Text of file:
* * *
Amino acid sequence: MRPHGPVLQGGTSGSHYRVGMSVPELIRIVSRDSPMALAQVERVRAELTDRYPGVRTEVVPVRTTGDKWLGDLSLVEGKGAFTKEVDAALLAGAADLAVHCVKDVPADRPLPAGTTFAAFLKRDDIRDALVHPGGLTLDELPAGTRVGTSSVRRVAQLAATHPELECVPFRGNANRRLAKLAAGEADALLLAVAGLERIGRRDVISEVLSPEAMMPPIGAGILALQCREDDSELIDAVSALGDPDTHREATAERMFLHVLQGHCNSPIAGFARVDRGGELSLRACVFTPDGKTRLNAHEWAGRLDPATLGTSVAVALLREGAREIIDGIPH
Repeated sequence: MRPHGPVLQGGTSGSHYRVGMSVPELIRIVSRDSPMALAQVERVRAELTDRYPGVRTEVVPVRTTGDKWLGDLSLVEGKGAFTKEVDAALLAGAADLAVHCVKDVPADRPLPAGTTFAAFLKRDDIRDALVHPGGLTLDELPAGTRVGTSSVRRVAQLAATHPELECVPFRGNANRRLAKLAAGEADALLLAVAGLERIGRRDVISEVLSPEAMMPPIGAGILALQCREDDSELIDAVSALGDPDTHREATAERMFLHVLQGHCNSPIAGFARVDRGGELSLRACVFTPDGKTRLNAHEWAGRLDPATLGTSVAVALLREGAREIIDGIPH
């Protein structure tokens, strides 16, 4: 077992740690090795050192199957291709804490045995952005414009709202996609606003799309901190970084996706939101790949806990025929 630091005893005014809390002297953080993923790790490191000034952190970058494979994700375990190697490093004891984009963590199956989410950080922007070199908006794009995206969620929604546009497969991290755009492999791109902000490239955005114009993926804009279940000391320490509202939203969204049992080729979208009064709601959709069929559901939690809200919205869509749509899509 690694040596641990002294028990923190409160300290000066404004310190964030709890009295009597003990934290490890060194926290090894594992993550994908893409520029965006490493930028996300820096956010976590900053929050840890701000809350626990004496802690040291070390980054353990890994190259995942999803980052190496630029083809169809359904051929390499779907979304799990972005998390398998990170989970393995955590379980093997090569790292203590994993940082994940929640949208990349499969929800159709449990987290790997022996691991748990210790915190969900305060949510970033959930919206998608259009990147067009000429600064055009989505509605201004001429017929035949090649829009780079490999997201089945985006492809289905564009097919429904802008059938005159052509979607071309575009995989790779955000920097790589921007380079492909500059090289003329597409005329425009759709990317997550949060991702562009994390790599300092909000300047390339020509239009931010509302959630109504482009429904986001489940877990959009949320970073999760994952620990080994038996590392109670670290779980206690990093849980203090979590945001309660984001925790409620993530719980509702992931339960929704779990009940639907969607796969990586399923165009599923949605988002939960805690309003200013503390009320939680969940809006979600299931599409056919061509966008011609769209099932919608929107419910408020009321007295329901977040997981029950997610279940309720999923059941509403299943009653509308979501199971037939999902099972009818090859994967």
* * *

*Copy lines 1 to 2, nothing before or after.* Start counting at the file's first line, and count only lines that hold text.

Amino acid sequence: MRPHGPVLQGGTSGSHYRVGMSVPELIRIVSRDSPMALAQVERVRAELTDRYPGVRTEVVPVRTTGDKWLGDLSLVEGKGAFTKEVDAALLAGAADLAVHCVKDVPADRPLPAGTTFAAFLKRDDIRDALVHPGGLTLDELPAGTRVGTSSVRRVAQLAATHPELECVPFRGNANRRLAKLAAGEADALLLAVAGLERIGRRDVISEVLSPEAMMPPIGAGILALQCREDDSELIDAVSALGDPDTHREATAERMFLHVLQGHCNSPIAGFARVDRGGELSLRACVFTPDGKTRLNAHEWAGRLDPATLGTSVAVALLREGAREIIDGIPH
Repeated sequence: MRPHGPVLQGGTSGSHYRVGMSVPELIRIVSRDSPMALAQVERVRAELTDRYPGVRTEVVPVRTTGDKWLGDLSLVEGKGAFTKEVDAALLAGAADLAVHCVKDVPADRPLPAGTTFAAFLKRDDIRDALVHPGGLTLDELPAGTRVGTSSVRRVAQLAATHPELECVPFRGNANRRLAKLAAGEADALLLAVAGLERIGRRDVISEVLSPEAMMPPIGAGILALQCREDDSELIDAVSALGDPDTHREATAERMFLHVLQGHCNSPIAGFARVDRGGELSLRACVFTPDGKTRLNAHEWAGRLDPATLGTSVAVALLREGAREIIDGIPH